(Story updated at 6 p.m. ET)
Banner Health is contacting 3.7 million individuals whose personal information may have been accessed in a cyberattack that began on systems that process credit card payments for food and beverage purchases at Banner locations. The breach then expanded to include patient and health plan information.
The Phoenix-based health system, with locations in Alaska, Arizona, California, Colorado, Nebraska, Nevada and Wyoming, first learned of the attack on July 7, according to a company statement. Around June 23, the attack began to target data from credit cards, including the cardholders' names, card numbers, expiration dates and verification codes.
By July 13, an investigation revealed that the attackers “may have gained unauthorized access to patient information, health plan member and beneficiary information, as well as information about physician and healthcare providers,” the statement said. “The patient and health plan information may have included names, birth dates, addresses, physicians' names, dates of service, claims information, and possibly health insurance information and Social Security numbers.”
Banner announced Wednesday that it is mailing letters to 3.7 million patients, health plan members and food service customers about the attack. The system has also hired a computer forensics firm, contacted law enforcement officials and is taking steps to prevent further attacks.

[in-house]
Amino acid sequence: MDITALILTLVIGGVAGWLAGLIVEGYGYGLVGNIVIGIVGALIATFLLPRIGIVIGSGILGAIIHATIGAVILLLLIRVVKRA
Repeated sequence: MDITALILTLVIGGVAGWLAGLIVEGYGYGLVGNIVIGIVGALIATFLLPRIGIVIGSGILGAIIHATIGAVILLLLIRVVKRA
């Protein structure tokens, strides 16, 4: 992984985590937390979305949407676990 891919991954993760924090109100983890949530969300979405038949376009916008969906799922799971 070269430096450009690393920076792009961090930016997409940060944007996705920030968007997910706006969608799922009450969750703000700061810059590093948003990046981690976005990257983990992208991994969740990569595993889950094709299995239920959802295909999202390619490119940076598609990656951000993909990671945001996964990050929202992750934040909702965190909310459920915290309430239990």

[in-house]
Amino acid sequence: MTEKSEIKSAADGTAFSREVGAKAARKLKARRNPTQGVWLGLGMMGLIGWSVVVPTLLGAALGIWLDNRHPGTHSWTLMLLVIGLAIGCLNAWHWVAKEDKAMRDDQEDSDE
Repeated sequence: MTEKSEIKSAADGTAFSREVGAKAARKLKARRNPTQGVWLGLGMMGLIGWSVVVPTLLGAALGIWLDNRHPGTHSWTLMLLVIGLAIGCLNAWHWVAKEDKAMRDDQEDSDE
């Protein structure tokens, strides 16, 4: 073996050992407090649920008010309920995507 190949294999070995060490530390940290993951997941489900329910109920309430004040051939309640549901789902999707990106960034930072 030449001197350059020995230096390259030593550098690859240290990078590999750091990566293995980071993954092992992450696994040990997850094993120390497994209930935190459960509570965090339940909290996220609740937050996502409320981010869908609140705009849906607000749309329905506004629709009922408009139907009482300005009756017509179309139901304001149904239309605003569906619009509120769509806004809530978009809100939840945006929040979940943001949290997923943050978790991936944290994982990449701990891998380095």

Bill Byron, vice president of public relations for Banner, said there was no evidence the information has been misused in any way. He added that further details may not be forthcoming.
“Banner is committed to maintaining the privacy and security of information of our patients, employees, plan members and beneficiaries, customers at our food and beverage outlets, as well as our providers,” said Peter S. Fine, president and CEO of Banner Health.
Michael “Mac” McMillan, co-founder and CEO of security firm CynergisTek, said it was odd that the point of sale systems at Banner's 27 food service locations that were affected appear to have been on the same network as clinical systems.
A 2012 study by Verizon showed that point of sale systems are responsible for 48% of assets compromised in healthcare data breaches. While this might seem counterintuitive, the report continues, it shows that most cybercriminals are more interested in accessing a patient's bank account than the details of electronic health records that might be stored in a file or database server.
At 3.7 million affected individuals, the Banner Health breach would be the eight largest on the “wall of shame” website that's been kept by HHS' Office for Civil Rights. The site lists all breaches of healthcare information involving 500 or more individuals since September 2009 when the Health Insurance Portability and Accountability Act breach notification rule went into effect.
By far the largest breach on the list is Anthem's March 2015 cyberattack that affected the records of 78.8 million individuals. Seven of the top 10 breaches have been cyberattacks. All of those hacking breaches were reported either this year or last.
A list of the outlets that were affected can be found here.